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Catholic Update

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Examen of Consciousness:
Finding God in All Things


By Phyllis Zagano

St. Ignatius Loyola (1491-1556), founder of the Society of Jesus, was a very practical man when it came to prayer. He recommended to his brothers a daily method of examining their lives so that they might better serve the Lord. St. Ignatius taught that the key to a healthy spirituality was twofold: Find God in all things and constantly work to gain freedom to cooperate with God—s will. St. Ignatius proposed a daily exercise, which he called the Examen, that has been used by many Christians ever since. By praying the Examen twice daily, countless laypeople worldwide have joined the practice of Jesuits, other priests and religious—in hearing God—s voice in their hearts. Through this daily practice, they learn to discern God—s will and grow in the understanding of God—s beautiful creation. Now called the Examen of Consciousness, it is a simple practice that anyone can learn and benefit from.

Making time for prayer

The Examen is not the same as an —examination of conscience,— such as you engage in before meeting Jesus in the Sacrament of Reconciliation. The Examen is a methodical prayer that helps you meet Jesus in your daily life, as he encourages you to do God—s will. The Examen helps you grow in spiritual sensitivity and helps you recognize and receive God—s care and assistance. St. Ignatius tells his Jesuit brothers that the Examen is the one prayer they should not eliminate; it is the one prayer they absolutely must engage in every single day. The Examen is a simple prayer, a prayer for busy people who are continually seeking to do the Lord—s will.

There are five simple steps to the Examen, which should take about 15 minutes to complete. Many people make the Examen once around lunchtime and again before going to bed. This prayer can be made anywhere—on the beach, in a car, at home, in the library. It is often best, especially in the evening, to have a special place where you meet God.

Let—s take for example the evening Examen, since it is the one most people can make most of the time. Whether you make it in the same chair you watch TV or read in, it is best to set off the time for prayer in some way. Try to be in a place where you are least likely to be disturbed, and where there is the least amount of external noise. Get up and walk around a bit, to signal the change of activity. Perhaps you light a candle or change the lighting when you pray. Then sit comfortably, as straight-backed as possible with both feet on the floor. Feel God—s presence and know his deep love for you, but try not to fall asleep. (God—s presence is a great comfort—and often an aid to sleep!). You are about to enter into a deep and intimate conversation with Jesus, your closest friend, ally and advocate. All this helps you to enter into step one.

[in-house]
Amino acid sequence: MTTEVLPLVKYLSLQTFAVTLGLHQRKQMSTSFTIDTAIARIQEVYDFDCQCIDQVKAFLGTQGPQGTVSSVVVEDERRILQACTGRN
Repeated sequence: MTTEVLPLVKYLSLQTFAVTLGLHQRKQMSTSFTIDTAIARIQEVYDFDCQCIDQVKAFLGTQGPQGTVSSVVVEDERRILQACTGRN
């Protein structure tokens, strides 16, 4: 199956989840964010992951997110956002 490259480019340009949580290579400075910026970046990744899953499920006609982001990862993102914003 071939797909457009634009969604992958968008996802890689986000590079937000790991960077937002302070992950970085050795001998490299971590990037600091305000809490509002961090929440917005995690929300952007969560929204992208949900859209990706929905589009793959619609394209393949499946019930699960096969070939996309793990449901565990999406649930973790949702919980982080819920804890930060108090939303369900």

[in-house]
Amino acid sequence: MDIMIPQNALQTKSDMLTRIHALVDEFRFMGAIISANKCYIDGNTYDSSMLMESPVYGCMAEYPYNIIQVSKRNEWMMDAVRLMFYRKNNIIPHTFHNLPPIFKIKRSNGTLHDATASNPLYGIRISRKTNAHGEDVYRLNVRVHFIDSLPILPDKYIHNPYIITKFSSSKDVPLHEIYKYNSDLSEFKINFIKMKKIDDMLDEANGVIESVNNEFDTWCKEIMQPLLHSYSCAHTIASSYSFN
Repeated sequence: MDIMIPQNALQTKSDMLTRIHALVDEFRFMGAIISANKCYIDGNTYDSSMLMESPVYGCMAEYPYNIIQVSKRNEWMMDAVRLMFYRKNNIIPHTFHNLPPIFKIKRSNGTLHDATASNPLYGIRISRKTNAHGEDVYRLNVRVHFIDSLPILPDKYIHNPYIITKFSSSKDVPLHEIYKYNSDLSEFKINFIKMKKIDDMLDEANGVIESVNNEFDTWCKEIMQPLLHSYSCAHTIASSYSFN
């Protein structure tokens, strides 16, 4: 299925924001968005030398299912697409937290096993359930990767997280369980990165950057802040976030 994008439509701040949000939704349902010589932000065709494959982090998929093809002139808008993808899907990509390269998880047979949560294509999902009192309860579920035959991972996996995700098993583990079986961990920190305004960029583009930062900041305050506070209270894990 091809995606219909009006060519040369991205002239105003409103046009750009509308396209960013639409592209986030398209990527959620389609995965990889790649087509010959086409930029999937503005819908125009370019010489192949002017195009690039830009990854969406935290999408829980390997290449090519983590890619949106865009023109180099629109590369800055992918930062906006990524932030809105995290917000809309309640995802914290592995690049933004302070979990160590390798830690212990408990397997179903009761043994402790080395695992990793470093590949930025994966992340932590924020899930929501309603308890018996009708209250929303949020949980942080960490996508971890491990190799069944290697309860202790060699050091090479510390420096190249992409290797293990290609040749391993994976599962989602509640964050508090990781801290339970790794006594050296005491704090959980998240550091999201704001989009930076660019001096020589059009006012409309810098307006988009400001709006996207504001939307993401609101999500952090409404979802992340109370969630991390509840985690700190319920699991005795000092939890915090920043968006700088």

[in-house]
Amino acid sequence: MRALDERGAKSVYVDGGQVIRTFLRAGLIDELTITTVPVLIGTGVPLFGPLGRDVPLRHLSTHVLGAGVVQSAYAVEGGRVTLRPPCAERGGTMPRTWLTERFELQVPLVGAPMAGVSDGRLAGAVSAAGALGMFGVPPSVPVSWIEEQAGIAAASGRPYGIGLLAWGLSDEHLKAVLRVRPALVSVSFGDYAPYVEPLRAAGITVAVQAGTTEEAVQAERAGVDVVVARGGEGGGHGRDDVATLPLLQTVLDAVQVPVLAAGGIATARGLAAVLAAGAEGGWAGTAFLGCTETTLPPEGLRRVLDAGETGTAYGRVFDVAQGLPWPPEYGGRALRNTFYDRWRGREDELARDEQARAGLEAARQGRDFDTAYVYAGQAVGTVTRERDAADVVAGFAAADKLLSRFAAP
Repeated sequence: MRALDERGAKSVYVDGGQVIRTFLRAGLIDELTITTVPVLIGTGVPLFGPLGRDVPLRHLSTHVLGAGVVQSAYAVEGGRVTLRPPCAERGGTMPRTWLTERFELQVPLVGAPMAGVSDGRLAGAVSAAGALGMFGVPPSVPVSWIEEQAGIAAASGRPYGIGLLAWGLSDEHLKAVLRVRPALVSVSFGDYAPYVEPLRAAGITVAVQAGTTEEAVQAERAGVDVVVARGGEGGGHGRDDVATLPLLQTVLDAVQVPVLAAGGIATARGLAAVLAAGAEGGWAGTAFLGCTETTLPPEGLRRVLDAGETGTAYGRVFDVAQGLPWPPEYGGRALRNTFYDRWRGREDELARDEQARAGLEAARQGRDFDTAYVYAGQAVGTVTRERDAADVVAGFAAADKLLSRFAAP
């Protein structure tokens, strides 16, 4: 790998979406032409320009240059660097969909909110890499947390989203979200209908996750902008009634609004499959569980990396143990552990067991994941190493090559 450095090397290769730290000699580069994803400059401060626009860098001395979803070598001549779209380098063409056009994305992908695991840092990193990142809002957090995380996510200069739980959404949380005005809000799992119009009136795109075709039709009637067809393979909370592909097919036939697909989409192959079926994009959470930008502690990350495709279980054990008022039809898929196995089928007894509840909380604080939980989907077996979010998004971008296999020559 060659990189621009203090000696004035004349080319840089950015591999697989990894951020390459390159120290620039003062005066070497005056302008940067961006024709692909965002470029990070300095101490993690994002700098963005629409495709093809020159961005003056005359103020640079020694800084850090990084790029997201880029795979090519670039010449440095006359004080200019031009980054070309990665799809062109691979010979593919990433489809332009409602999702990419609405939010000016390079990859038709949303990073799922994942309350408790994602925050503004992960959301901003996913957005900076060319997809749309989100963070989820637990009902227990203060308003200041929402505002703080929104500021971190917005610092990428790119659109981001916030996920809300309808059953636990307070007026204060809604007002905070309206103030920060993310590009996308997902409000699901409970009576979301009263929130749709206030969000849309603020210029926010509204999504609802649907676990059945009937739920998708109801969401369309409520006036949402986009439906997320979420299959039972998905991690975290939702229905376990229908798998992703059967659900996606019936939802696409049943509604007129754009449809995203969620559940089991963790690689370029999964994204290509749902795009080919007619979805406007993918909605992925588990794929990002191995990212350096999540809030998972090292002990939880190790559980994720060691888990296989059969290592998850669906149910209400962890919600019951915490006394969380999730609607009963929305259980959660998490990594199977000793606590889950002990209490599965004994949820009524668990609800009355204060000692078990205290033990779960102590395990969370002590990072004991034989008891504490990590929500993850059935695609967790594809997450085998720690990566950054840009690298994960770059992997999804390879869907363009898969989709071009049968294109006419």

Recall you are in the presence of God.—

—In [God] we live and move and have our being.— (Acts 17:28)

We are always in the presence of God, but in prayer we place ourselves in God—s presence in an especially attentive way. God your Creator knows and loves you in the deepest way possible, and through Jesus his Son you have learned of your own beauty. The Holy Spirit, the manifestation of the love between the Father and the Son, guides and guards us too. Ask the Holy Spirit to help you look at your life with love this day.

Look at your day with gratitude.

—And Mary said: My soul proclaims the greatness of the Lord—.The Almighty One has done great things for me.— (Lk 1:46, 49)

After a few moments, begin to give thanks to God for the gifts of this day. Special pleasures will spring to mind: a good night—s sleep, the smell of the morning coffee, the laugh of a child. As you move in gratitude through the details of your day, remember that every single event has been God—s gift. The morning sun, the singing of the birds, perhaps a smile from the mail carrier or the kindness of a friend all point to God—s love for you, personally.

God is found in the concrete details of the day, and this step helps us recall that every sunrise, every raindrop, every single breath we take is a gift of the God who loves us in the deepest possible way. As you take stock of what has been given you this day, take special care to notice what you received and what you gave.

After you review the special gifts of God this day, recall the gifts of your own creation. The special and perfect way God has made you brings God—s grace to others. As you have participated in the body of Christ this day you have brought your own strengths—your sense of humor, your ability to cook, your strong hands and arms, your words of encouragement, your patience—to others, and all supported by your family and friends. Just as God the Father has sent Jesus to help and assure us of God—s kingdom on earth, so Jesus sends the Holy Spirit to guide us as we gratefully receive and generously give life to others.